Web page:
Remember that public-sector strikes are illegal in Wisconsin; it’s why a few doctors have been holding open-air clinics in Madison to give out notes excusing protestors from work. Unions in Madison now propose to drop the pretense and declare wildcat strikes if the legislature passes the budget-repair bill that will limit collective bargaining and transform the public sector workplace into open shops:
If Gov. Scott Walker and Republicans pass a budget repair bill that restricts union rights, labor groups in Madison said they would endorse the entire of a general strike of unions around the state.
The South Central Federation of Labor endorsed the idea of a strike at its meeting Monday night, but they didn’t “call” for a strike, since members said they don’t have the power to do so.
There are a couple of caveats to this movement, however. First, the unions want assurances from locals outside of Madison that they will follow suit. If other locals have the same kind of suicidal enthusiasm, then the strike will move forward. If not, then this is just talk.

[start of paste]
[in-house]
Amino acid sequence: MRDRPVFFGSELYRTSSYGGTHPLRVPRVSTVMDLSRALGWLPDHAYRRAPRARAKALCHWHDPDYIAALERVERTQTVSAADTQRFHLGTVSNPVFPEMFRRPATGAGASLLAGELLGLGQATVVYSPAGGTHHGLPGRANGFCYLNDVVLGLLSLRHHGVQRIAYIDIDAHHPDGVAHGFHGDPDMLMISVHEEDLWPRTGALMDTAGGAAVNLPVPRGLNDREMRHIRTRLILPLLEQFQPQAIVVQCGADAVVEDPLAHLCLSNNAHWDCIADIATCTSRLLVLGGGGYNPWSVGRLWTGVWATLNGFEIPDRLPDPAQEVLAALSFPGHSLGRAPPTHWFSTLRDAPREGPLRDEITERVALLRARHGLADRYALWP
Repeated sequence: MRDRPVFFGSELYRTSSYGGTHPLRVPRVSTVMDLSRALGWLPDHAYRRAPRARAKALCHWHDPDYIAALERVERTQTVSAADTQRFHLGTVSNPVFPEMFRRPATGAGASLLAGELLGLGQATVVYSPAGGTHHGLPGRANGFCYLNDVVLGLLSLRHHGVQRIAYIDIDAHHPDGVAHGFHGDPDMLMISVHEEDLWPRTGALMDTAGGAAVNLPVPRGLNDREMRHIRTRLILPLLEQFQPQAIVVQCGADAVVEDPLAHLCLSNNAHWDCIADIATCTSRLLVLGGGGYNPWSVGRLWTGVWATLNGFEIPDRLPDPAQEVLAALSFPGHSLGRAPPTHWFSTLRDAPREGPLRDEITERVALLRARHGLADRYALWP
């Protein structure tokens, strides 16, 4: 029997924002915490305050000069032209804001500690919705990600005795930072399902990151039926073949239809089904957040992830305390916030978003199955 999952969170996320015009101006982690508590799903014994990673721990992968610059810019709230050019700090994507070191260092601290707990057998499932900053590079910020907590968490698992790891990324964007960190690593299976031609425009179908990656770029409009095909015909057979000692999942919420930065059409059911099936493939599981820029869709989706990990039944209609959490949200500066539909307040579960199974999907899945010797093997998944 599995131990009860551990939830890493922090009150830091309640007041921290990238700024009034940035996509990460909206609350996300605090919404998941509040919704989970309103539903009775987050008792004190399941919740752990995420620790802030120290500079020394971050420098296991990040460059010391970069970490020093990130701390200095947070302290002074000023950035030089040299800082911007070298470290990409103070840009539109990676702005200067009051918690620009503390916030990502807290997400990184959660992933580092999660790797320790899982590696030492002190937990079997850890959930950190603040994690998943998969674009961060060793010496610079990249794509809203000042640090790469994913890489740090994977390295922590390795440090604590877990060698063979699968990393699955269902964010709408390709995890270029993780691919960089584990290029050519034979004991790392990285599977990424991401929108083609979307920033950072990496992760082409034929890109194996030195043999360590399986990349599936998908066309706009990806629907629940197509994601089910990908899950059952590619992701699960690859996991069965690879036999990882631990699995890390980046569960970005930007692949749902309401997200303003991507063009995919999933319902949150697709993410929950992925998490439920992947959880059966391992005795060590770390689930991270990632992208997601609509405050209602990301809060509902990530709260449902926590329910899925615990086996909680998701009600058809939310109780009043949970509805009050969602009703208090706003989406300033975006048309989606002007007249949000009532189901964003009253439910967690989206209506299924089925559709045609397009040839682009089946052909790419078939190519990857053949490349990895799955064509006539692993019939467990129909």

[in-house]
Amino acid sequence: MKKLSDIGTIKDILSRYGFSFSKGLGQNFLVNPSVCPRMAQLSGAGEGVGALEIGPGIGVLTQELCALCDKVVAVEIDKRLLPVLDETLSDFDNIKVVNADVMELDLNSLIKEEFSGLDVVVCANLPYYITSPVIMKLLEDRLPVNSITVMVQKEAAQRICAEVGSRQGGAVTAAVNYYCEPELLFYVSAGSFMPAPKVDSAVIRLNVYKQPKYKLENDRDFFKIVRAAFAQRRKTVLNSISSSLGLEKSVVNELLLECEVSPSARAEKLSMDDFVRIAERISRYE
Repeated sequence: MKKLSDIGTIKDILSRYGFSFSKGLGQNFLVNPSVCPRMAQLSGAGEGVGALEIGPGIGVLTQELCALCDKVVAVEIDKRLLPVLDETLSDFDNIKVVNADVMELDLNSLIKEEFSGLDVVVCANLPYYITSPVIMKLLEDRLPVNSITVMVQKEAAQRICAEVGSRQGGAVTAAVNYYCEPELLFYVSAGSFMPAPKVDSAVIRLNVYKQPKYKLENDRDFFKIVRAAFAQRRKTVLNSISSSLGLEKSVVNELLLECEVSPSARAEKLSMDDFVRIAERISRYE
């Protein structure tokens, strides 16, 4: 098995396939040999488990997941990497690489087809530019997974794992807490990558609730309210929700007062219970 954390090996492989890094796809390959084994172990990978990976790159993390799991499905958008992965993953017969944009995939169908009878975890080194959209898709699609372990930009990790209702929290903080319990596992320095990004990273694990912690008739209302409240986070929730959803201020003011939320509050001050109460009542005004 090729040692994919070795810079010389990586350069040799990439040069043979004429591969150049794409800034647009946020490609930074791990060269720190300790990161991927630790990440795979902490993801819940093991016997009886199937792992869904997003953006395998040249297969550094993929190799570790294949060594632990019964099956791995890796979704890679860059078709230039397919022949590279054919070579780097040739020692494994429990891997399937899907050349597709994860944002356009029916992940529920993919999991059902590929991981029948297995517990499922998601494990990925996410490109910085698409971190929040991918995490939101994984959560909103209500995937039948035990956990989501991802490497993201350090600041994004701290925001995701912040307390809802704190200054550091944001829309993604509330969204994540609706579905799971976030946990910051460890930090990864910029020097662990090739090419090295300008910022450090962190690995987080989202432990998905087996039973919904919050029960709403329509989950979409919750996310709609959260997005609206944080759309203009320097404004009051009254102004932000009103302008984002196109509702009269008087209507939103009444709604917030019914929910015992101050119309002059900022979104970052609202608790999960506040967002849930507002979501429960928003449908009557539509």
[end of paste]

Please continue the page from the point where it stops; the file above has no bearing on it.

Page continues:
And by suicidal, I mean an end to unions and the jobs that get left unattended. After this confrontation, Walker will no doubt want to soothe ruffled feathers, but he’s not about to have unions hold the legislative process and his agenda hostage. The outcome of an illegal strike is likely to be mass firings, combined with immediate decertification of the unions themselves, at least after a short period of time to reconsider. Walker will eventually have to follow Ronald Reagan’s example with PATCO to establish firmly that the people of Wisconsin, through their elected representatives, run the state of Wisconsin — and not union bosses or Barack Obama’s political organization.
The unions proposing this idea concede that they will need time to “educate the public” about the reason for their illegal actions, but this part in particular is educational enough, emphasis mine:
Aniel said the group would make sure all emergency services would continue throughout the state.”What we have to do is to make sure all essential services to people are provided,” said Aniel. “Then we’ll determine what other entities deserve those services.”
The unions will decide what services deserve to be provided to the people of Wisconsin, whose tax dollars go to funding the services. Not the people, not their elected representatives, but union bosses with no accountability.
This is why public-sector strikes are illegal, and also why this fight is so important in determining who controls public policy.
Update: Steven Crowder offers us a look at “union superpower”: